5 Questions with Chris Wu, NCYL Alumni and Vice President of NCYL’s Board of Directors
What did you do at NCYL? I was a Summer Law Clerk during the summer of 1982 and enjoyed my time so much that I stayed on through the fall. I worked with multiple staff attorneys on children’s rights issues across disciplines including Jim Morales, David Lambert, Abigail English, and Alice Bussiere. Retired Executive Director, John O’Toole, remains a close friend. One of my projects involved immigration research that was part of the lengthy groundwork for the Flores case filing, a case that is still incredibly important today to protect the rights of immigrant youth in federal detention facilities.
What is your favorite memory from your time at NCYL? While you may think that my favorite memory was playing on the NCYL basketball team in the San Francisco Lawyers’ League, a memory that stands out to me actually takes me back to my first day as a law clerk. I showed up in a full-on three-piece suit. My supervisor was running late, and I was left waiting in the lobby seeing all the other attorneys pass me by in much more casual attire (to say the least). I was happy to put the suit away for the summer.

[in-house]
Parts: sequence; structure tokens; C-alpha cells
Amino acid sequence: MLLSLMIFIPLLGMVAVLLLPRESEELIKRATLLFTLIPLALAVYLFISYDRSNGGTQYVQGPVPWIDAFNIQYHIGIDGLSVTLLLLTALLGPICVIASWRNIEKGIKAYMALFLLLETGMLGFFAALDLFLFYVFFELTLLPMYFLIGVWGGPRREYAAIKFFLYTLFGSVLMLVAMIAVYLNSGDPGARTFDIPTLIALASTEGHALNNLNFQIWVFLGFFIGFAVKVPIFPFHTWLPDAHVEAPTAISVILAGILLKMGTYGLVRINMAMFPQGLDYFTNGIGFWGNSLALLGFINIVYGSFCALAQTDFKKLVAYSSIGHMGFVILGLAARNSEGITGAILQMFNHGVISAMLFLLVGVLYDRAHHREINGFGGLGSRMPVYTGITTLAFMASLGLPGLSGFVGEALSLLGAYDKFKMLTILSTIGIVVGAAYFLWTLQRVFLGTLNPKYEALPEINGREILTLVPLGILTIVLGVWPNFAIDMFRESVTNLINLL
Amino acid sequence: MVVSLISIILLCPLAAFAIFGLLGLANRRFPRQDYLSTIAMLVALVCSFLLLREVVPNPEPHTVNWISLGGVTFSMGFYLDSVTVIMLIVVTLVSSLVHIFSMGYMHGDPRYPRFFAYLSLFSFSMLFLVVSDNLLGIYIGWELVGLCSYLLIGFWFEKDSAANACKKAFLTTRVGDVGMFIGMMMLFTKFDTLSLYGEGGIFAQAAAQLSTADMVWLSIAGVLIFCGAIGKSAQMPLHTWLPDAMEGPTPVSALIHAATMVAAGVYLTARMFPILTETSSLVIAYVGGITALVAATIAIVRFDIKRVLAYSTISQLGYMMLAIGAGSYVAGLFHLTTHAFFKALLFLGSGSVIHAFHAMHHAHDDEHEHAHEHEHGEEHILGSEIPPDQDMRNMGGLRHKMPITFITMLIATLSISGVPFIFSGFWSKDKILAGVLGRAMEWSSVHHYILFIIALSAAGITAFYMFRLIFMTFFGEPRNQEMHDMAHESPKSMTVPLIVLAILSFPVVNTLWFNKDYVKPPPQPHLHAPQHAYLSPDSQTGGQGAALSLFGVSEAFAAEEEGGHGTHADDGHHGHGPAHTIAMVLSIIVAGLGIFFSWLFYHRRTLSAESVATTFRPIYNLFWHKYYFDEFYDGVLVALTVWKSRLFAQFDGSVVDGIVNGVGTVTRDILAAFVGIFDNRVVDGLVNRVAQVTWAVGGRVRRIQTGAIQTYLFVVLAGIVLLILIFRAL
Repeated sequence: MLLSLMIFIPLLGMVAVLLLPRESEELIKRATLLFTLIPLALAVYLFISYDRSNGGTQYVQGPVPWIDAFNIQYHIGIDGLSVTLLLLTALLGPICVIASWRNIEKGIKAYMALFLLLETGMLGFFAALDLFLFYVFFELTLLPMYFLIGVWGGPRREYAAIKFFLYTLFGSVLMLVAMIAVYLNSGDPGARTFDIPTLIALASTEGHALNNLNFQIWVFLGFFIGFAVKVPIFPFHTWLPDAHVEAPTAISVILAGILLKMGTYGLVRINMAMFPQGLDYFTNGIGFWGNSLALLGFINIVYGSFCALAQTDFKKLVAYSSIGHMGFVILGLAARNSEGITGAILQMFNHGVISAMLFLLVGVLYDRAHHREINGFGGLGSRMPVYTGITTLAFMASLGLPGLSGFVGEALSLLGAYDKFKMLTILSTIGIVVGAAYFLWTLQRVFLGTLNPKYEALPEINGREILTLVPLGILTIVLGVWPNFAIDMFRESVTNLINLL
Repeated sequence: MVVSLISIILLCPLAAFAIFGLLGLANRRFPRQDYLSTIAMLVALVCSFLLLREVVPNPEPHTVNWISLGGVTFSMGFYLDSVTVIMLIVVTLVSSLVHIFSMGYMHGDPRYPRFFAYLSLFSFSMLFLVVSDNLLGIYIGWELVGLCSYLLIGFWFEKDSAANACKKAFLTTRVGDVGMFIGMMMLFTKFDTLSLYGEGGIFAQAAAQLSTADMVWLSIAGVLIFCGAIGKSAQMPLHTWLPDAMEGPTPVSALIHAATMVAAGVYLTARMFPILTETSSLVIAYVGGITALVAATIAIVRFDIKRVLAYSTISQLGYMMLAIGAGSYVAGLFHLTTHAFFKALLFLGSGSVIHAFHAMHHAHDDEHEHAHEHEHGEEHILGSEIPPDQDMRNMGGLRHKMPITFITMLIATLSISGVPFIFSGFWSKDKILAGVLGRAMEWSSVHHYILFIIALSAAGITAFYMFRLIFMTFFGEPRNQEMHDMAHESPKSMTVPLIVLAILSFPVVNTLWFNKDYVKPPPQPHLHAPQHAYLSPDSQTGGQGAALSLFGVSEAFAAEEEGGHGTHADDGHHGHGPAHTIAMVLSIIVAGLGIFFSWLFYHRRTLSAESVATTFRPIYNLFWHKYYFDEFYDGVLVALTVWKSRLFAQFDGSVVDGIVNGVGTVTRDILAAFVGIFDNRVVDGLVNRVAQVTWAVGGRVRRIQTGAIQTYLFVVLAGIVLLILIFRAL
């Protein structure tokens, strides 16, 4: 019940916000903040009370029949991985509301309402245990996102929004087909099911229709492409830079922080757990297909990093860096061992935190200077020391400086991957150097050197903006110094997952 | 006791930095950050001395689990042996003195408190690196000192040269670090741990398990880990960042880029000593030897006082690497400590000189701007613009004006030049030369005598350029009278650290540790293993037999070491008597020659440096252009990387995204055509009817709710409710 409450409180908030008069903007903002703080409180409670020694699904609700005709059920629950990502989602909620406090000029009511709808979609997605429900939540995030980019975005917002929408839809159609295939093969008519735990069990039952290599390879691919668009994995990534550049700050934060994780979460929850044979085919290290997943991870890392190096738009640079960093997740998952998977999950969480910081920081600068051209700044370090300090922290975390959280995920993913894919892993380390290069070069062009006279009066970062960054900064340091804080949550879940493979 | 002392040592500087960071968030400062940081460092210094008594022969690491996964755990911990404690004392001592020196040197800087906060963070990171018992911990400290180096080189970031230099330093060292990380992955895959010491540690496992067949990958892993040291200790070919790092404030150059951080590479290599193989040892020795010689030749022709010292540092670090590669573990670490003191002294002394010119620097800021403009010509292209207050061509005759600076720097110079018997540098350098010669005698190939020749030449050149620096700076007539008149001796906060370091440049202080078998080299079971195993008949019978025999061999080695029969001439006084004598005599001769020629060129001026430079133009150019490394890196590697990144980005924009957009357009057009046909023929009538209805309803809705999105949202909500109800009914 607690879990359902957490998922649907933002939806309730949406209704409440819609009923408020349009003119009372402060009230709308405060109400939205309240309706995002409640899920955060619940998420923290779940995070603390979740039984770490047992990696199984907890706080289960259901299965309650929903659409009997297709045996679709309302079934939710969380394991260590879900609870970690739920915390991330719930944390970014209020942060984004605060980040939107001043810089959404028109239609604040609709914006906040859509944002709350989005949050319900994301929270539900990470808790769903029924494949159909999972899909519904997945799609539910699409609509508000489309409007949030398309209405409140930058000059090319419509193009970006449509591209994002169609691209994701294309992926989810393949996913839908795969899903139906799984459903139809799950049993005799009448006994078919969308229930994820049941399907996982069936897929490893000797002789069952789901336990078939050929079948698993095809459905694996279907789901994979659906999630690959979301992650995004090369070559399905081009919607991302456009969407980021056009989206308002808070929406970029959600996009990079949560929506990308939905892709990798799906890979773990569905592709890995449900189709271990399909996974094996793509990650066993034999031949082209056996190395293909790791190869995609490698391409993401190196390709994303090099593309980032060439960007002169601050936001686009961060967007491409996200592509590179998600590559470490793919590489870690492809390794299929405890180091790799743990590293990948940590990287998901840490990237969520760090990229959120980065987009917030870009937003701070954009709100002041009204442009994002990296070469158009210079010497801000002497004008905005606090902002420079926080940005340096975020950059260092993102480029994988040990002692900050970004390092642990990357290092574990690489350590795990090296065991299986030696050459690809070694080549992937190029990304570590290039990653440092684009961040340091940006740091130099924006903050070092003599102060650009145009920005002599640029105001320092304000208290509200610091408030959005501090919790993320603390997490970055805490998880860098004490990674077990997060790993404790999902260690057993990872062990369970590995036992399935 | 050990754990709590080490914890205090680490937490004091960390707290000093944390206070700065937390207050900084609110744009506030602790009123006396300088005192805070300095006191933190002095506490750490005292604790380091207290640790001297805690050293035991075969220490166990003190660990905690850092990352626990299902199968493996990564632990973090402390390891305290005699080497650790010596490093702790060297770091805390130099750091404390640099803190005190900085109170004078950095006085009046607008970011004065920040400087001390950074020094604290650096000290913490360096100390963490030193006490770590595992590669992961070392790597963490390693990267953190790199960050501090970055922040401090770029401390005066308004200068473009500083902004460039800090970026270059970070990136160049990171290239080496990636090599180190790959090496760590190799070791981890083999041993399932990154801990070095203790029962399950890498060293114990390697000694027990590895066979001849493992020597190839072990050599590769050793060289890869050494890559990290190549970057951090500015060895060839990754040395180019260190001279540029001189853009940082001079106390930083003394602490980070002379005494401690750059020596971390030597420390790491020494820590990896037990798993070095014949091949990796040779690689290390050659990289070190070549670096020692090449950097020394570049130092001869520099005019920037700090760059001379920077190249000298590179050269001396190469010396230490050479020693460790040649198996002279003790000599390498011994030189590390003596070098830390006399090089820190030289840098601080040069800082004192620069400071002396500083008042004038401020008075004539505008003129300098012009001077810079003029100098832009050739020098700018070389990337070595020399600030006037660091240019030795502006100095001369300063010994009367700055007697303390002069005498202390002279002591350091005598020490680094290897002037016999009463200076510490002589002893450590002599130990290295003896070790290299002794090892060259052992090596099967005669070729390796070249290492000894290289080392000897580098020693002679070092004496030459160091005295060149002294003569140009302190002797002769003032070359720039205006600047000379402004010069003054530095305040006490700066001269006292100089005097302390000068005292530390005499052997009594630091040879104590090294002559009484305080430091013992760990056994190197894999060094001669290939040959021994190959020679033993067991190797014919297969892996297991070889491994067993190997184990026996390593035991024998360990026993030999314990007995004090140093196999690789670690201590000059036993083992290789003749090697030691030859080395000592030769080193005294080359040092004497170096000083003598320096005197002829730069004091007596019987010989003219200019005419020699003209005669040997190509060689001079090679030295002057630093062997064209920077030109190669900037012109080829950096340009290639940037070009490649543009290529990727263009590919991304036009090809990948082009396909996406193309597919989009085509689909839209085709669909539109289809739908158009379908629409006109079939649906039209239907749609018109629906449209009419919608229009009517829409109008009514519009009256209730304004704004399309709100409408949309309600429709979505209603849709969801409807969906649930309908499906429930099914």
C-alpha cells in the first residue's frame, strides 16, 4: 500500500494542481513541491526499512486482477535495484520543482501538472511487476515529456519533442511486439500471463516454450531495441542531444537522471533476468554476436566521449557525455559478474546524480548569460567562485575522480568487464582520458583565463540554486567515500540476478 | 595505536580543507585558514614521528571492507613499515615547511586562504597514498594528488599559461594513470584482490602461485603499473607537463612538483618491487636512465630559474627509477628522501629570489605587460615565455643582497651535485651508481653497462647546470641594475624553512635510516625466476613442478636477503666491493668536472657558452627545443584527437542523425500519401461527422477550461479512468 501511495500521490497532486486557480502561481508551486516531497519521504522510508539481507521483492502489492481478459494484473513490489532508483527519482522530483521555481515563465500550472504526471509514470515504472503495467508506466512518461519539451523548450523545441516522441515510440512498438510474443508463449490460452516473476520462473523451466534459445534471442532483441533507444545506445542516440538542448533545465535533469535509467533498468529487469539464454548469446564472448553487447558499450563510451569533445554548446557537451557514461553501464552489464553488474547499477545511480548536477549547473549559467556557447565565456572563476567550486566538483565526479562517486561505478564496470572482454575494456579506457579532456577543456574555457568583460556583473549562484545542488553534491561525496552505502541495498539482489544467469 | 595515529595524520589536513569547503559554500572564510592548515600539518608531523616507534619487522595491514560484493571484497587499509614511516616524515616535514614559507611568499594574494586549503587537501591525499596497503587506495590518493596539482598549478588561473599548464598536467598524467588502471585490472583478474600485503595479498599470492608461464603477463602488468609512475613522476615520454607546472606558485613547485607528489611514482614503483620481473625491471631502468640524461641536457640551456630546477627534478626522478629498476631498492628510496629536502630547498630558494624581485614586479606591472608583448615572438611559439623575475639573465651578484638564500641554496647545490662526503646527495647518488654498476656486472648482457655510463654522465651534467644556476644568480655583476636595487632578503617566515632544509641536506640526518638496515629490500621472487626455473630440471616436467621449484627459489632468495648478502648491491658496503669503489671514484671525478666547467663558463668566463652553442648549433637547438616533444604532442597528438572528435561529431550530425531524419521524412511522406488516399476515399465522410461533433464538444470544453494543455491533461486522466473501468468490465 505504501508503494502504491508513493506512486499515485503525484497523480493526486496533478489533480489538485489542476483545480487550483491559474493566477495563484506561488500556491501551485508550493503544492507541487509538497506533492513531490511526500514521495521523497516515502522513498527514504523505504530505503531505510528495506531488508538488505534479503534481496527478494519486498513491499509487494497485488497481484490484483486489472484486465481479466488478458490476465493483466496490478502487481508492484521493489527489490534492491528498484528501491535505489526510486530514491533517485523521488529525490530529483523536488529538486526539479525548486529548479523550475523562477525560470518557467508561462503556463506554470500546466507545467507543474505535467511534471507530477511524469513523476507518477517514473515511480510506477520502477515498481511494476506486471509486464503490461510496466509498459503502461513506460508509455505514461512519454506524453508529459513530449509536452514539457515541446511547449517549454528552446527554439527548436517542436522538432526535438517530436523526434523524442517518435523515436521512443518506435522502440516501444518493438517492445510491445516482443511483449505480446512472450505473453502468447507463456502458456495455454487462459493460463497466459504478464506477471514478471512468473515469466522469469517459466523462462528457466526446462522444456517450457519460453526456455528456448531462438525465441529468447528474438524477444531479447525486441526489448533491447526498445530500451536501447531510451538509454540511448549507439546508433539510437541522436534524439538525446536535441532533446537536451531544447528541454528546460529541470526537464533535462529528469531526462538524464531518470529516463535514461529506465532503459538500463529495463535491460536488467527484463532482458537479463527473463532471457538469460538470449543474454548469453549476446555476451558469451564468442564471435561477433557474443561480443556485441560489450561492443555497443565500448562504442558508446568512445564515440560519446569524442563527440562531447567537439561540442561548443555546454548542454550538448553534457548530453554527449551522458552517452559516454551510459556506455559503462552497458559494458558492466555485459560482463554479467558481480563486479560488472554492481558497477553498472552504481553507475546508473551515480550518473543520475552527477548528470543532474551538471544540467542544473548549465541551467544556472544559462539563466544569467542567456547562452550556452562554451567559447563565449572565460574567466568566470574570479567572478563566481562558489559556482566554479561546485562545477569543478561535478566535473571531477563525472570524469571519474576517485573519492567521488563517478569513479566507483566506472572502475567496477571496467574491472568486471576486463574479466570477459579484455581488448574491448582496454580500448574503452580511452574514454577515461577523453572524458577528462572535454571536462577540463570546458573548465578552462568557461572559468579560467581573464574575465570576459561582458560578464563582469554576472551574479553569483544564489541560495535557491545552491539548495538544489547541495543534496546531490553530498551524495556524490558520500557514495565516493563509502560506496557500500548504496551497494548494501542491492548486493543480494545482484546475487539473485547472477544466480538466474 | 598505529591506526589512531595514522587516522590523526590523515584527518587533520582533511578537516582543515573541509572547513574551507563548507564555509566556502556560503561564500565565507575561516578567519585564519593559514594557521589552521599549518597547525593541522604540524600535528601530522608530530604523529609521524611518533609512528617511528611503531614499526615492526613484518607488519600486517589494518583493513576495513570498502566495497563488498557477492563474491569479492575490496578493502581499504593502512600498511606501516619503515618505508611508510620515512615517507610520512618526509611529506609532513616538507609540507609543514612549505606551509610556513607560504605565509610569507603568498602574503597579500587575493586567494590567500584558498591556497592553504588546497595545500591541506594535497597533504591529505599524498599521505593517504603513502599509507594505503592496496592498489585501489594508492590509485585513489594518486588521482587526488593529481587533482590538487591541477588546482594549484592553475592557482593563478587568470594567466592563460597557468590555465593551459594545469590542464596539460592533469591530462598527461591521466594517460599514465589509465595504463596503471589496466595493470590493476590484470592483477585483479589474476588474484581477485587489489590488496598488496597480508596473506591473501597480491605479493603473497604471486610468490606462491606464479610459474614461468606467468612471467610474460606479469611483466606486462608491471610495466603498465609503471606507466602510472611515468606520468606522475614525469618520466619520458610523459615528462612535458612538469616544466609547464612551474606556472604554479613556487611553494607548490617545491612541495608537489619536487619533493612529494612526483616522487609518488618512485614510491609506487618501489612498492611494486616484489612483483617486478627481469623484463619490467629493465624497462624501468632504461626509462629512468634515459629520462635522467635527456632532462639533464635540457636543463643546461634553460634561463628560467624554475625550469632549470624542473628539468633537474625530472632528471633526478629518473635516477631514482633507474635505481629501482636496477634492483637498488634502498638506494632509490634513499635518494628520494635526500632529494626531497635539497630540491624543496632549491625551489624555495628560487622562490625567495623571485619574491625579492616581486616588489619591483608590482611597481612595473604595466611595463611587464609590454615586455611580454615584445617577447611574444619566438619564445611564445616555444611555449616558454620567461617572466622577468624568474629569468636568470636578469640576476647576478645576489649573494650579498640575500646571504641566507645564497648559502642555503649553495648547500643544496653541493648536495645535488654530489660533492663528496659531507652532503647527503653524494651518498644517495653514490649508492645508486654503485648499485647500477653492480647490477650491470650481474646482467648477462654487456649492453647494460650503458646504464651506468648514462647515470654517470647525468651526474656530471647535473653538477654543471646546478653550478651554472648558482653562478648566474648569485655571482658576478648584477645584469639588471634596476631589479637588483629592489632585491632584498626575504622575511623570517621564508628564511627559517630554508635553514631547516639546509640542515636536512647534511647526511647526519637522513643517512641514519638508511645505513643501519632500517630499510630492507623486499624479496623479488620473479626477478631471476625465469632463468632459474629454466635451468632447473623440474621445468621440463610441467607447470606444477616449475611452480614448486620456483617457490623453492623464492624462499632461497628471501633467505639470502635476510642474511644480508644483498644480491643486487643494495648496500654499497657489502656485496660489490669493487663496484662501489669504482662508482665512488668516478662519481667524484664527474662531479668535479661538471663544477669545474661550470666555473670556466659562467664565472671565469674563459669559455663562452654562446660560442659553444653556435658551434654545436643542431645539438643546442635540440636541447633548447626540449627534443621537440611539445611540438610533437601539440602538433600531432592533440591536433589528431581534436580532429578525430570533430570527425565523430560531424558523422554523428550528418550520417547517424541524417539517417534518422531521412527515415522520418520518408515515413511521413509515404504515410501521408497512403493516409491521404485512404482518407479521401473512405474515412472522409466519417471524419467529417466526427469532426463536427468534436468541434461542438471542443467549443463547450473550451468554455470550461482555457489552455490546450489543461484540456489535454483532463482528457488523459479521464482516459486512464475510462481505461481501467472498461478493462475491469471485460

Why is NCYL’s work important today? The work is without a doubt just as important now. The organization’s goal, and my personal goal too, of making a positive impact on children and families using the law and other tools is still relevant because there remain many unmet needs. For example, the Flores litigation that began in the 1980s and continues to today still sets the standards for how we care for children coming into the country. And of course, issues of child welfare, juvenile justice, education, health care and more are all connected and pertinent.
How did your time at NCYL influence your path? NCYL really helped launch my career in children and family advocacy. My experience in a clinical program at the University of Michigan Law School had sparked my interest in child advocacy. I found it fascinating how interdisciplinary children’s law is, the way it weaves together many fields. I have since been a staff attorney and executive director at Legal Services for Children, a supervising attorney at the Judicial Council of California, a director at Casey Family Programs, and now a principal court management consultant regarding child and family initiatives at the National Center for State Courts. I have also served on the Boards of Legal Services for Children and the National Association of Counsel for Children. Practically my whole legal career has been in children’s law since my clerkship at NCYL!
How have you stayed involved with NCYL? It’s been my pleasure to be on the NCYL Board since the early 1990s, serve as the current Board Vice President, and donate to NCYL every year. I’ve watched the organization grow from a team of 8 to now a nearly 80-person team. I love working with the terrific board and staff through thick and thin. I’m proud to say that NCYL’s strength is its ability to tackle important issues in a thoughtful and timely manner.